Three Painters Confront a Troubled Europe
Three new exhibitions in London by artists of African descent have special resonance in a period of worrying extremism throughout Europe.
Kehinde Wiley, Fishermen Upon a Lee-shore, in Squally Weather (Zakary Antoine), 2017
In June 2016, British voters decided to leave the European Union, a highly divisive and controversial decision that's set in motion a complex, uncertain, and unprecedented set of political negotiations. The countless analyses of Brexit since the summer have pointed to a variety of originating factors including the disenchantment of Britain’s working class in globalization, and the effects of deindustrialisation. But in Brexit’s immediate wake, the backlash against immigration that underpinned the vote became clear; there was a 41% rise in reported racial hate crimes in the month following the vote.
Elsewhere in Europe, comparable stories have been playing out. On November 11, 2017, for example, a crowd of 60,000 marched through Warsaw to celebrate Poland's independence day, an annual event that's become a rallying point for far-right groups from throughout Europe. Banners reading “White Europe of Brotherly Nations” and “Europe Will Be White or Uninhabited” were held aloft, and there were ugly chants of “Pure Poland, White Poland!” It's even more horrifying that this outpouring of xenophobia seemed to have the tacit approval of Poland’s government; interior minister Marius Blaszczak dubbed the gathering “a beautiful sight.”
The far right is course on the rise across the continent. Entities such as Alternative for Germany, Austria’s Freedom Party, and the Czech ANO Party have all upped their share of the vote. The Freedom Party, which advocates ending immigration and has neo-Nazi roots, won 27.4% of the Austrian vote. Germany has been rocked by the rise of Alternative for Germany, which harnessed anxiety about the recent influx of more than a million refugees under Angela Merkel's administration to push a nationalist and Islamophobic agenda, reminding many of the rise of Nazism. And while she didn’t win office, Marie Le Pen's Front National achieved a one-third share of the vote in this year’s French general election.
Several exhibitions currently on view in London respond to this unsettling trend, offering a lucid critique of European colonialism in Africa and the representation of people of color in Western art history. Kehinde Wiley’s exhibition In Search of the Miraculous at Stephen Friedman Gallery is one. Wiley, who was tapped recently to paint Barack Obama's official portrait, shows nine new paintings alongside his first venture into multichannel video. And he's moved away from his established subjects, instead depicting figures staring out to sea or piloting small boats across perilous waters. These aren’t didactic works, but nonetheless invoke media images of refugees en route to the southern coasts of Europe.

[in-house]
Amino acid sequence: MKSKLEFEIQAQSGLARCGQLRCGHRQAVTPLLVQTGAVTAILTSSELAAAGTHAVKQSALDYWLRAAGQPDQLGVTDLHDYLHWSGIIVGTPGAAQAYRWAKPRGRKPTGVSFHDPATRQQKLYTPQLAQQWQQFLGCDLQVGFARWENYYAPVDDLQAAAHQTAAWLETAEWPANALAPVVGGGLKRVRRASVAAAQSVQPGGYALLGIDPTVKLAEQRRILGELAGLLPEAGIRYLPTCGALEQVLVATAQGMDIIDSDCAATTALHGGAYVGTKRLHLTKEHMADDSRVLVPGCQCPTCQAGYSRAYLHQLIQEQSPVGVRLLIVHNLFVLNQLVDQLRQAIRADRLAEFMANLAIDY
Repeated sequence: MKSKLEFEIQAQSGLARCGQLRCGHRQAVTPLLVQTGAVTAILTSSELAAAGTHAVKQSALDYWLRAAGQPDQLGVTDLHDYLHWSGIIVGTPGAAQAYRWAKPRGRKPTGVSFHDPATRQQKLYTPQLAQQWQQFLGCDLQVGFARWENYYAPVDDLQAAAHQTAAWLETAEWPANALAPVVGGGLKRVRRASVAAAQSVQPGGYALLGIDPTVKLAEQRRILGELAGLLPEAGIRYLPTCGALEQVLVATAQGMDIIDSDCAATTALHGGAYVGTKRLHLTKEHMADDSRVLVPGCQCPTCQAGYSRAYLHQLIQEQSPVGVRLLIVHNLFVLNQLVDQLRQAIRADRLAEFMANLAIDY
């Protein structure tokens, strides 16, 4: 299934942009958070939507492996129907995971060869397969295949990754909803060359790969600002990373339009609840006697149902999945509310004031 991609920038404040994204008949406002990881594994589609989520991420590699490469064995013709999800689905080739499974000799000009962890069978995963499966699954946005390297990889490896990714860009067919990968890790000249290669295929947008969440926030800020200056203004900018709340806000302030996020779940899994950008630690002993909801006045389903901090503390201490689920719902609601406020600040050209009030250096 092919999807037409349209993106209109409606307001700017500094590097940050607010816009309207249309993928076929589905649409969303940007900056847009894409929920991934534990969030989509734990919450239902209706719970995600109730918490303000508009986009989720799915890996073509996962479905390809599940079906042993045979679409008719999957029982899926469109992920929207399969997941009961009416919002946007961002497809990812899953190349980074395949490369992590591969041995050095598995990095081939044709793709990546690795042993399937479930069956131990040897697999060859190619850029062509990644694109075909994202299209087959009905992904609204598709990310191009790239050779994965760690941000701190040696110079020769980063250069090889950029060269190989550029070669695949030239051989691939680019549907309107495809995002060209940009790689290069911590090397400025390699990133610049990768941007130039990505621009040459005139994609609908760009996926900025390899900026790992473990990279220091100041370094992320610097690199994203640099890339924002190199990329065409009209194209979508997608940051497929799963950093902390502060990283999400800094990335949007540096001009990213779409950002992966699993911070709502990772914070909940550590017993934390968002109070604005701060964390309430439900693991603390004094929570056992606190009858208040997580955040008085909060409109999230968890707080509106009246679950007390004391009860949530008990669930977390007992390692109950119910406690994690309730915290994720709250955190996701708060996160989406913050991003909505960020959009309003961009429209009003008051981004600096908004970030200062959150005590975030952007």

Like Wiley’s previous works, his new paintings are consciously framed by art historical references. The show’s title is a direct reference to Dutch conceptualist Bas Jan Ader’s final work, during which he was lost at sea, and there are further allusions here to Winslow Homer, Hieronymus Bosch, and Turner. This strategy gives the subjects of Wiley’s paintings—black men—a particular status and presence, by placing them in a visual framework that references the Western art-historical canon. This battle over the history of images has ongoing, real-world implications—several far-right participants in the Polish march carried banners depicting traditional Christian icons, implicitly linking them to the twisted ideal of a white-only Europe.
At Hales Gallery, Senegalese-born Omar Ba’s Supernova is on view. Ba combines figurative and decorative elements to critique the violent legacy of European colonialism in Africa. His new series, however, is something of a departure, focusing as it does on bringing out the inherent pride of his subjects. Many of the paintings depict mothers and children against the artist’s signature patterned grounds. Some are his relatives, others are drawn from photographs of colonial-era postcards, all are depicted in a way that elicits an atmosphere of grandeur.
Victor Ehikhamenor’s Tyburn Gallery show In the Kingdom of this World sees the artist, who was born in Edo State (the historic seat of the Benin Kingdom), expand on the work that he presented at the Nigerian Pavilion in the Venice Biennale. Ehikhamonor, like Wiley and Edo, aims to interrogate links between Africa and Europe; he sews rosaries onto his canvases while also making allusions to more specifically African traditions, and his elaborate forms and intricate patterns are woven together to produce images of both mythical and actual royalty. Above all, it’s this imaginative gesture that links him to Wiley and Edo.
From a European perspective, the affirmation of cultural identities on display in these shows—and in others such as Arthur Jafa's A Series of Utterly Improbably, Yet Extraordinary Renditions at the Serpentine's Sackler Gallery this past summer—is important in London as it is anywhere in the world. There’s a dangerous lack of strong political opposition to the rhetoric of the far right just now, and the contribution of artists is vital to broadening and enriching the context in which significant debate and action can occur. Edo, Ehikhamonor, and Wiley aren’t interested in sloganeering, or in producing pre-digested protest art; instead they’re asserting their presence and cultural sovereignty, and reminding us that the climate of xenophobia in Europe is nothing new.
Kehinde Wiley: In Search of the Miraculous is on view at Stephen Friedman Gallery, London, through January 27, 2018. Omer Ba: Supernova is on view at Hales Gallery, London, though December 9, 2017. Victor Ehikhamenor: In the Kingdom of this World is on view at Tyburn Gallery, London, though January 20, 2018.